I frequently get calls asking how much it costs to stage a vacant house. Many times, there is a pause, and then a reply of “Thank you….I’ll be in touch.”
Though the fees to stage a house do add up to be a fairly costly investment, it will always be far less than a price reduction.
So how does the home stager justify the staging fee he or she charges?
Before a single piece of furniture is moved, the home stager already has many hours logged in the process. The organization, coordination and implementation of a staging action plan is no easy feat. It requires concentration, vision, a strong back and lots of Ibuprofen to turn a house into a property that visitors will buy. But good home stagers have a passion for making magic happen in a house. Second only to motherhood, it’s the hardest job I’ve ever loved.
What follows is the tale of a vacant home staging, albeit not a typical one. Normally, things run smoothly and everyone is thrilled with the completed project. This story not only illustrates how time-consuming and frustrating staging can be, but how a good stager will do whatever it takes to make the client happy…..and will do it with a smile!
I receive a call from a Realtor who is listing a vacant house owned by a relocation company. This Royal Oak house has been on the market for 6+ months with no offers, and has had at least one price reduction. The Relo company needs a couple of bids ASAP to stage the property. The Realtor gives me basic info about the house—the square footage, layout and which rooms they would like staged with rental furniture and accessories. I inform the Realtor that I can send her a rough estimate that evening, but that it may need to be adjusted once I actually see the property. It may not be exact, but it will be close. I normally tour the house first before giving a bid, but this was an exception.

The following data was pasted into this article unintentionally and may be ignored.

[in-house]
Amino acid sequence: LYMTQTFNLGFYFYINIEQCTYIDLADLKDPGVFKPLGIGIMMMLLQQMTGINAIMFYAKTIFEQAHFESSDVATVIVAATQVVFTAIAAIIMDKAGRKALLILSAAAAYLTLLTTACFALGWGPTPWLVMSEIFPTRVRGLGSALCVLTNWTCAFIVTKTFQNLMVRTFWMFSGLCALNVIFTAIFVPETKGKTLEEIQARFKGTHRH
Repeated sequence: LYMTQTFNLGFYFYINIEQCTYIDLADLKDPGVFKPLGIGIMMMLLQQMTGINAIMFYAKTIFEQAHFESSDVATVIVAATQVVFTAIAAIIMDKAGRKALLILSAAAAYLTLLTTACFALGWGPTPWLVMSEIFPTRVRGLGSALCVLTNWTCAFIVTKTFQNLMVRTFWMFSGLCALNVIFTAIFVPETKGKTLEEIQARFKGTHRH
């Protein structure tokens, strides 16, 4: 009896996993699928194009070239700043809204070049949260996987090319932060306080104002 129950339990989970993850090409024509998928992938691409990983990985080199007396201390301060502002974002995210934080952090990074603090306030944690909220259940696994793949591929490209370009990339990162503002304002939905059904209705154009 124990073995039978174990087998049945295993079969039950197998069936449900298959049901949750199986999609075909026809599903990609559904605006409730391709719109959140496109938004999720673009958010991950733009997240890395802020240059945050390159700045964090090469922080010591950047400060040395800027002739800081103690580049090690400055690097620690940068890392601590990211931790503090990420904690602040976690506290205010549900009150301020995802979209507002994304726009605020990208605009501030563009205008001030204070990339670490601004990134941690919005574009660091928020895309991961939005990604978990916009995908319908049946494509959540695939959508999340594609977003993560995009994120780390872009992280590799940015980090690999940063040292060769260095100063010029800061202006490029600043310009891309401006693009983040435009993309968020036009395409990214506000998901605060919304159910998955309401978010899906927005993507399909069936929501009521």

I research furniture options online with the knowledge of the house’s location and price, and prepare a quote based on my past experience with staging homes. The quote includes furniture rental (with set-up and delivery), accessory rental (from my inventory) and the staging fee.
The Realtor informs me that the relocation company has approved my bid, and all systems are “go”. I drive to the house, review measurements, plan the furniture arrangement and take photos. Study the photos at home, research furniture options, change the family room furniture selection, adjust the bid and resubmit. I inform the Realtor that the credit application needs to be faxed to the furniture company, after which they will send the official lease agreement. The lease agreement will need to be signed and returned by fax before any furniture is ordered. The staging agreement also needs to be signed and faxed to me.
Discover the credit application has not been returned yet. Get a call later in the day from the Realtor asking how things are progressing. I reiterate that nothing can move forward until both agreements are signed and faxed.
Furniture company tells me they have the signed agreements and inquire as to which day I want the furniture delivered to the property. After a couple of emails back and forth, we agree on Thursday.
I take stock of my accessory inventory. As I already have 2 vacant houses furnished, most of my “good stuff” is already in use. I must shop. So, off I go on a shopping excursion, keeping in mind the style of the house, furniture selected and price point of property.